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The Power Of A Child’s Imagination

By Patti Teel

Visualization can help children sleep, improve their health and attain their goals.

Most people have used creative visualization their entire lives, long before they knew there was a name for it. Children have vivid imaginations and creative visualization usually comes quite naturally to them. However, because we have so many ready-made images from such sources as TV, computers, video games, etc., it is more important than ever to encourage and provide opportunities for our children to use their imaginations.

When using creative visualization with your children, start by providing the structure—taking your son or daughter on an imaginary journey. I think of it as interactive storytelling, your child experiences the story as if he or she is truly living it. Later, your children will come up with their own ideas and pictures, seeing or imagining them in their “dream minds.” Visualization skills are enhanced through practice, and before you know it, your child will be effortlessly visualizing scenarios of his own choosing as he drifts off to sleep. Some people think that visualization is ineffective for them if they don’t actually ‘see’ images in their minds. Most children are able to actually see images; however, even if they don’t, the process is still useful. If children (or adults) can remember events that have already happened, then they have the ability to visualize, creating something in their imaginations that is not happening in the here and now. It’s conjuring for the sheer purpose of making you feel good.

I call the blurred time between awake and asleep, “twilight time,” a perfect time to use creative visualization. We give our sons and daughters a precious gift when we teach them to treasure this magical time. During “twilight time,” the conscious mind is relaxed enough to be carried away with a freedom not typically experienced in a totally awakened state. At this point children have actually entered a meditative state; their brain waves are operating at a slow enough rate (often called the theta state) to facilitate creative visualization and sleep. As a child, long before I’d heard of the term “visualization,” I would move seamlessly from my nightly visualization into a dream; in effect choosing the opening scene of the evening’s first dream.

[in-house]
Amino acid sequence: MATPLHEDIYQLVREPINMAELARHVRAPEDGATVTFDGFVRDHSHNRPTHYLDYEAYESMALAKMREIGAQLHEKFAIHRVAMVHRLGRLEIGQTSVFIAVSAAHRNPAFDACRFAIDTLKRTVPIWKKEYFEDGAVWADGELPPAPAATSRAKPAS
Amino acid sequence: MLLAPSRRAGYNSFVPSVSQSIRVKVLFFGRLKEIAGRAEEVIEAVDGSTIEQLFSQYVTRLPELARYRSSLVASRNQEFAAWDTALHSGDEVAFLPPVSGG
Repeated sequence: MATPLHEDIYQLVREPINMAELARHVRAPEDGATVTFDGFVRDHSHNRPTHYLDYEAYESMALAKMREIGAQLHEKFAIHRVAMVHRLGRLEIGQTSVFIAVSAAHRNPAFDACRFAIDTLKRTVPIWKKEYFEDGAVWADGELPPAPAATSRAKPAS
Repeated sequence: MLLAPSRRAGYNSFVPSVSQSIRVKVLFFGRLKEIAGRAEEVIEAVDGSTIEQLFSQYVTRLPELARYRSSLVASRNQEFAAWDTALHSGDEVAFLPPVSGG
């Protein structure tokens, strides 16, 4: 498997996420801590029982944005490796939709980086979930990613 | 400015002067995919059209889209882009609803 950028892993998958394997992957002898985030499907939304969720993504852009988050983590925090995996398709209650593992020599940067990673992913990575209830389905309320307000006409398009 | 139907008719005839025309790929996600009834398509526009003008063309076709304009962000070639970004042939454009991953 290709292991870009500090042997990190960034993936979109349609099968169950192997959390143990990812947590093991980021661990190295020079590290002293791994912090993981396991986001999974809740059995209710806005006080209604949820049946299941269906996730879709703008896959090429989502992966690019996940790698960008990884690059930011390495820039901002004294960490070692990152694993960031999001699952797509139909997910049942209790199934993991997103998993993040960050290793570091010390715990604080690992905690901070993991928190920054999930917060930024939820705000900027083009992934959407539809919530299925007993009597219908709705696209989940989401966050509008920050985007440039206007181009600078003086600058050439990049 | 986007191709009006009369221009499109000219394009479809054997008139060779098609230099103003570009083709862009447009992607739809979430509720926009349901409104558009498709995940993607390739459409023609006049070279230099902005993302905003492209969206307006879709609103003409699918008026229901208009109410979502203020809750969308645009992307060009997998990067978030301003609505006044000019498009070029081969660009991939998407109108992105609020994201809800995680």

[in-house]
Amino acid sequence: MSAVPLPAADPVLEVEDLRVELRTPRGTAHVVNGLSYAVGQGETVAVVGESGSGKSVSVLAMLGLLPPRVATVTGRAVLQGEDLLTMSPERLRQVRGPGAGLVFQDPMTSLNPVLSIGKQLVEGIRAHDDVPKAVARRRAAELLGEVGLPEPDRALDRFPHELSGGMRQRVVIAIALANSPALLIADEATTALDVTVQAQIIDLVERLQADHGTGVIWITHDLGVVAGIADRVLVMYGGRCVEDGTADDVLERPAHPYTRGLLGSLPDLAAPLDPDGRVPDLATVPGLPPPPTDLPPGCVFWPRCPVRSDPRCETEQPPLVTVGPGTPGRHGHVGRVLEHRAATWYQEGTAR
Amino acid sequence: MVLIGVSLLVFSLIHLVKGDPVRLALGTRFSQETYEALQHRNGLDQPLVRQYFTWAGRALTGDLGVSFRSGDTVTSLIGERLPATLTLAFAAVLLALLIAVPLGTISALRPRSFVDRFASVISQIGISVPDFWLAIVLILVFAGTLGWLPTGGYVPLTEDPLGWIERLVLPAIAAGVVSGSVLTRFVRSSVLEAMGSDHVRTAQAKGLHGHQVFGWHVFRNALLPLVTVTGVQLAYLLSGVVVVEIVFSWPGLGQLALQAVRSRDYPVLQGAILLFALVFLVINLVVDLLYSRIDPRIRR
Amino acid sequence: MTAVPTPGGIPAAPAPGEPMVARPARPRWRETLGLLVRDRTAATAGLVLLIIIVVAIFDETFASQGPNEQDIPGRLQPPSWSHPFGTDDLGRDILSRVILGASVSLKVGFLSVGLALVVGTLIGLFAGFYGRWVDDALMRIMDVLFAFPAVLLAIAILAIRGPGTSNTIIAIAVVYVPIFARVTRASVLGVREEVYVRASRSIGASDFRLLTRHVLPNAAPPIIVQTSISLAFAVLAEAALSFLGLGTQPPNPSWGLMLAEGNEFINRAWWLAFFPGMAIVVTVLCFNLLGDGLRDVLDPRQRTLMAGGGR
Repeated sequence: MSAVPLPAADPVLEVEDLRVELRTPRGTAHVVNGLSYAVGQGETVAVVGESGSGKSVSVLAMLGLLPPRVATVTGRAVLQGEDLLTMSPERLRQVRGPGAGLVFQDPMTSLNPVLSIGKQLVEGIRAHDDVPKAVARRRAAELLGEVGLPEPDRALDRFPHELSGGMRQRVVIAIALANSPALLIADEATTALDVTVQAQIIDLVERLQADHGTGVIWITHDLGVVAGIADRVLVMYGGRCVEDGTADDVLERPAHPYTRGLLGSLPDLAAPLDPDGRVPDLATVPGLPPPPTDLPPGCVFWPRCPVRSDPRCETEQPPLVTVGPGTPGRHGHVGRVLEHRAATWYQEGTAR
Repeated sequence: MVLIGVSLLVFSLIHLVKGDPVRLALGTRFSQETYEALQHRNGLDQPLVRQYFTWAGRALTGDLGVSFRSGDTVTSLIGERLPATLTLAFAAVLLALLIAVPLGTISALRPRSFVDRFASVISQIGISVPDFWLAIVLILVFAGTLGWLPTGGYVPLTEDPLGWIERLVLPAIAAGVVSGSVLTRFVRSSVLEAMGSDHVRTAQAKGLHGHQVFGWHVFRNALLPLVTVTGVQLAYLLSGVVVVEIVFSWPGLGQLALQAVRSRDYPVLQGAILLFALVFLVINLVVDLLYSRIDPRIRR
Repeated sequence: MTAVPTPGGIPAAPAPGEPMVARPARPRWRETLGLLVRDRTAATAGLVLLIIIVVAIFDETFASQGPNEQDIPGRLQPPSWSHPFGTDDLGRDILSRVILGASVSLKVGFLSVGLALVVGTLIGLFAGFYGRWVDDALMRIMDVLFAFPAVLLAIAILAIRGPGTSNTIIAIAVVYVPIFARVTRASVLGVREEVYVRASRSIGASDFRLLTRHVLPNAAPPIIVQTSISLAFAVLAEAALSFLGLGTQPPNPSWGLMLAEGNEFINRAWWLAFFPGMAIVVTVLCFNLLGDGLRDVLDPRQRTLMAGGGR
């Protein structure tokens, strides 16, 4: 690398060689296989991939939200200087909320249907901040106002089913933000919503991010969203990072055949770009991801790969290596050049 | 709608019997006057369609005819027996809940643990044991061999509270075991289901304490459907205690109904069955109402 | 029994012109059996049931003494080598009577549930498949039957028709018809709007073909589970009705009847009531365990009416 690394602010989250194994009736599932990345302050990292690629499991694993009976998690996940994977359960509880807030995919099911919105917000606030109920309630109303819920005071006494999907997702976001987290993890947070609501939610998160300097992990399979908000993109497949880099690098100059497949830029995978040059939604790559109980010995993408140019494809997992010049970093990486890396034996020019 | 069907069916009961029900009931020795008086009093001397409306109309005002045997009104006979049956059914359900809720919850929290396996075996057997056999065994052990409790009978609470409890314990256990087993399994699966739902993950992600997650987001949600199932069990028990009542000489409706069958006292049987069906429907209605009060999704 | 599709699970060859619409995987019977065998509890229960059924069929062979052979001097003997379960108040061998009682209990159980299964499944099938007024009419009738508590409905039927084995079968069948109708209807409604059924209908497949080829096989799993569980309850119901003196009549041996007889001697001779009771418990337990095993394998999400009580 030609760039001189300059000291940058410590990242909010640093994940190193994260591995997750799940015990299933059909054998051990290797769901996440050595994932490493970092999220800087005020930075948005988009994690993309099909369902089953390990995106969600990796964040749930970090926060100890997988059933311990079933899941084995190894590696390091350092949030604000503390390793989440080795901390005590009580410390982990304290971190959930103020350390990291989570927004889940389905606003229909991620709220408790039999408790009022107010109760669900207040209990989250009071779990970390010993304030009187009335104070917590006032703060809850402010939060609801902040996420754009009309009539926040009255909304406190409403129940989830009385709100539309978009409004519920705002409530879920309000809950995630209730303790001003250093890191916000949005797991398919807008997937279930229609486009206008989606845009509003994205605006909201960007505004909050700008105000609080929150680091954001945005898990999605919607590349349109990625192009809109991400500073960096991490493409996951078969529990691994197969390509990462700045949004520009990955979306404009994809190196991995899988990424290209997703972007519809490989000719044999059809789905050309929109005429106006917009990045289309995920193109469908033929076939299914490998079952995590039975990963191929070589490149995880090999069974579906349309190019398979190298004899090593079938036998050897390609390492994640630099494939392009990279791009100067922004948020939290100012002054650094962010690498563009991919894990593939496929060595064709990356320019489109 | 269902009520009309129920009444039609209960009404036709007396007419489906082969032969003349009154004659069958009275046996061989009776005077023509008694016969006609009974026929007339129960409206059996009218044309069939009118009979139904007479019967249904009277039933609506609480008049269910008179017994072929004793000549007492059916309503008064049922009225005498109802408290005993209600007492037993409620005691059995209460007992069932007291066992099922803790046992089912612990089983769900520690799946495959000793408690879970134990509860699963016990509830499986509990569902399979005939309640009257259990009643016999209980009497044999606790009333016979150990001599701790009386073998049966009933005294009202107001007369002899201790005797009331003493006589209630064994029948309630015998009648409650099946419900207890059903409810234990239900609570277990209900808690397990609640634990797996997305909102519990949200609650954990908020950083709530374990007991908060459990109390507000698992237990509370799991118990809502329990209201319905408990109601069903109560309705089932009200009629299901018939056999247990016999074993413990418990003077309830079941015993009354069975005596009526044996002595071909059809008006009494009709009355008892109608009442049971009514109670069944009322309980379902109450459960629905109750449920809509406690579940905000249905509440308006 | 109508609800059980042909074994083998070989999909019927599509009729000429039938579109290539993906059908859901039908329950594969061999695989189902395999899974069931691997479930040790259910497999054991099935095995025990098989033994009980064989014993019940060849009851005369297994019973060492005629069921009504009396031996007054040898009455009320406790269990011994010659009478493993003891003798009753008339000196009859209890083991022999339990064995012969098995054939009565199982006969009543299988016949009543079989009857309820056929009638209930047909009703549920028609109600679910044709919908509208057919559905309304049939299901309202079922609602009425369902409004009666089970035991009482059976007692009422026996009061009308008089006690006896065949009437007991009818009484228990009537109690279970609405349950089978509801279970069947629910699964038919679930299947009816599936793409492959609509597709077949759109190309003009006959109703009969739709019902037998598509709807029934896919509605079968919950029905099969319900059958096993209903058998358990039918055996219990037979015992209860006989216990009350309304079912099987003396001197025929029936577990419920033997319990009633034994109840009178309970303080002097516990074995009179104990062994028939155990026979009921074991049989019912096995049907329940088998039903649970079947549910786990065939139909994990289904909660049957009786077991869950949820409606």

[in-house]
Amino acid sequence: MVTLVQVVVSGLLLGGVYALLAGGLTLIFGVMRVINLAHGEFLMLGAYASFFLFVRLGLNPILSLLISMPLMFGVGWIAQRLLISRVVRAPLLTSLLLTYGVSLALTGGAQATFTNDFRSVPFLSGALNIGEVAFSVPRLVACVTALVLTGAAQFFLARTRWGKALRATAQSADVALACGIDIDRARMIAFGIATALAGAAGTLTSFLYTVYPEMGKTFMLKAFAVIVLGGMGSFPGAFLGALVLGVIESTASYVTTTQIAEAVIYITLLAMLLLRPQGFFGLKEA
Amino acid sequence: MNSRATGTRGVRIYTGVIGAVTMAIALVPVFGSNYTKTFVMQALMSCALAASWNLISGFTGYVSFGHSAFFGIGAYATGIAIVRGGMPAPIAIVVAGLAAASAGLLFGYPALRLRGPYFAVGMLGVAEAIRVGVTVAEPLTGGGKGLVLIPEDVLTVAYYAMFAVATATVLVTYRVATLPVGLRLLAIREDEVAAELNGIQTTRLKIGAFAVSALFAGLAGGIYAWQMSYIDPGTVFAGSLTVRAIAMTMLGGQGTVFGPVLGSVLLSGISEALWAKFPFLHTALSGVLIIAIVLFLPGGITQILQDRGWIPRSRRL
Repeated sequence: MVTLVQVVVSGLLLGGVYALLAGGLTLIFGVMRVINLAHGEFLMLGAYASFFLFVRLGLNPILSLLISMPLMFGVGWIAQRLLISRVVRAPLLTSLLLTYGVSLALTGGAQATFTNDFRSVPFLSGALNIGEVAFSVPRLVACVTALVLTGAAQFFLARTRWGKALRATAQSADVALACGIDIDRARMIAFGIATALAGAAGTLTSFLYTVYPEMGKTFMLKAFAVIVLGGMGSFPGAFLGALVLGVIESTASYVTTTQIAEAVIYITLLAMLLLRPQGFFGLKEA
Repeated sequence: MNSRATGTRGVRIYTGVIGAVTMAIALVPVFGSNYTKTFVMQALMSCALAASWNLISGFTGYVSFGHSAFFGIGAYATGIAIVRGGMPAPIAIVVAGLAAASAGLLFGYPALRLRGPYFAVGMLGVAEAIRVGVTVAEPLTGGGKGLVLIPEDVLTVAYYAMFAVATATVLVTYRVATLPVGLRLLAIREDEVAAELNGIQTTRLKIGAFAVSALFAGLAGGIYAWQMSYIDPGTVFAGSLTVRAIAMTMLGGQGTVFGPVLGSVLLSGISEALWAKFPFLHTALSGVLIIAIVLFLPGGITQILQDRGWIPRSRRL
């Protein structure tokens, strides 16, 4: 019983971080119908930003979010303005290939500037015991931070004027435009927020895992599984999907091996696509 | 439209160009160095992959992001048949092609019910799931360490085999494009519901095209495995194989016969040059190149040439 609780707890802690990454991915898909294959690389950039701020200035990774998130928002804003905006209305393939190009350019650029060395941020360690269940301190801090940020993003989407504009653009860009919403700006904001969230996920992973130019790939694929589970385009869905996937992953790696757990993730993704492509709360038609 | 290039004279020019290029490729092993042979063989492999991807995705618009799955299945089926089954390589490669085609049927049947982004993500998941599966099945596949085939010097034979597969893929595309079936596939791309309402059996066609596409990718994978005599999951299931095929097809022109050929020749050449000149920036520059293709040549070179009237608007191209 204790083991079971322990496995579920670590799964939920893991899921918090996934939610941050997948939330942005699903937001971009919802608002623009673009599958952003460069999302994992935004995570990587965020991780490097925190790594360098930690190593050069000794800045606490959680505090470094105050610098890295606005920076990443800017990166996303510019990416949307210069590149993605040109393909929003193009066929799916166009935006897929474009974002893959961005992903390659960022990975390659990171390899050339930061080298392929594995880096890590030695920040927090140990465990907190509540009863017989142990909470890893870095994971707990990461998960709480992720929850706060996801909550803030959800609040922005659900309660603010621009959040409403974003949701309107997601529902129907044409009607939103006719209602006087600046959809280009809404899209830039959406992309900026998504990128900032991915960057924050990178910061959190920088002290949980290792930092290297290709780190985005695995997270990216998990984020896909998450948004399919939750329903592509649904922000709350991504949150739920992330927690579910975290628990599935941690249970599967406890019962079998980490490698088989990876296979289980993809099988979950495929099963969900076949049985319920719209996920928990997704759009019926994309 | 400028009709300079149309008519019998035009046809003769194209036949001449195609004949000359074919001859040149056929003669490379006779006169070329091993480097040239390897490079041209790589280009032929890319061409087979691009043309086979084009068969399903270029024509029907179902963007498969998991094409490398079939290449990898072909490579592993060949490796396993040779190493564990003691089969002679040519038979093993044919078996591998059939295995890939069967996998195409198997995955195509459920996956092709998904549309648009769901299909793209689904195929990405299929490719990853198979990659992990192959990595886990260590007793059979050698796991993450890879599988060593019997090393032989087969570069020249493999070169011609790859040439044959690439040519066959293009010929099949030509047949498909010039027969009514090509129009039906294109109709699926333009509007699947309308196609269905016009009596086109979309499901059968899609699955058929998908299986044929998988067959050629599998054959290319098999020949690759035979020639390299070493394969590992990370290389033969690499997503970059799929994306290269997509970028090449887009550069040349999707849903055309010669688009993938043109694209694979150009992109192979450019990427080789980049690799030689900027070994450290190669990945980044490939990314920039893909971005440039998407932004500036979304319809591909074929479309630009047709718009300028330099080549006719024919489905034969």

When you dream, you are free…to be the things you want to be. When you dream, you are free…to see the things you want to see. Sometimes in my dreams I fly, through the starry, starry sky. When I see the moon I laugh, it’s a great big bed for the tall giraffe.

As children thoroughly relax and the line between asleep and awake fades, their visualizations may gradually transform into dreams. This is also a time when positive affirmations and thoughts can be extremely powerful as they enter a child’s subconscious mind more easily. It is very effective to intersperse positive thoughts and affirmations throughout a visualization. Be sure to focus the attention of these statements and affirmations on what you want for your child, rather than what you don’t want. For instance, if your child has been sick, naturally you hope he (or she) gets well. It’s important that the statements and affirmations that you choose focus on wellness, rather than on not wanting to be sick. This may seem inconsequential; however, by focusing on what is not wanted, rather than what is wanted, you may inadvertently be inviting it into your life.

We help our children to create their own experiences by encouraging them to visualize or imagine themselves obtaining their heart’s desire. By imagining that they already have what they desire, children will allow it and welcome it into their reality. Pure desire is a wonderful thing: it is a feeling of expectation and anticipation. Parents sometimes ask me if visualizing the attainment of goals teaches children to expect them without putting forth the necessary effort. In fact, the opposite is true. By focusing on what they want, children will be drawn to the opportunities and experiences that will bring them closer to their goals. People often confuse desire with yearning, which focuses on not having what we desire. One of the easiest ways to differentiate yearning from desire is to pay attention to how it feels. Desire brings forth joy, eagerness, and expectation while yearning is likely to be associated with feelings of discouragement and pessimism.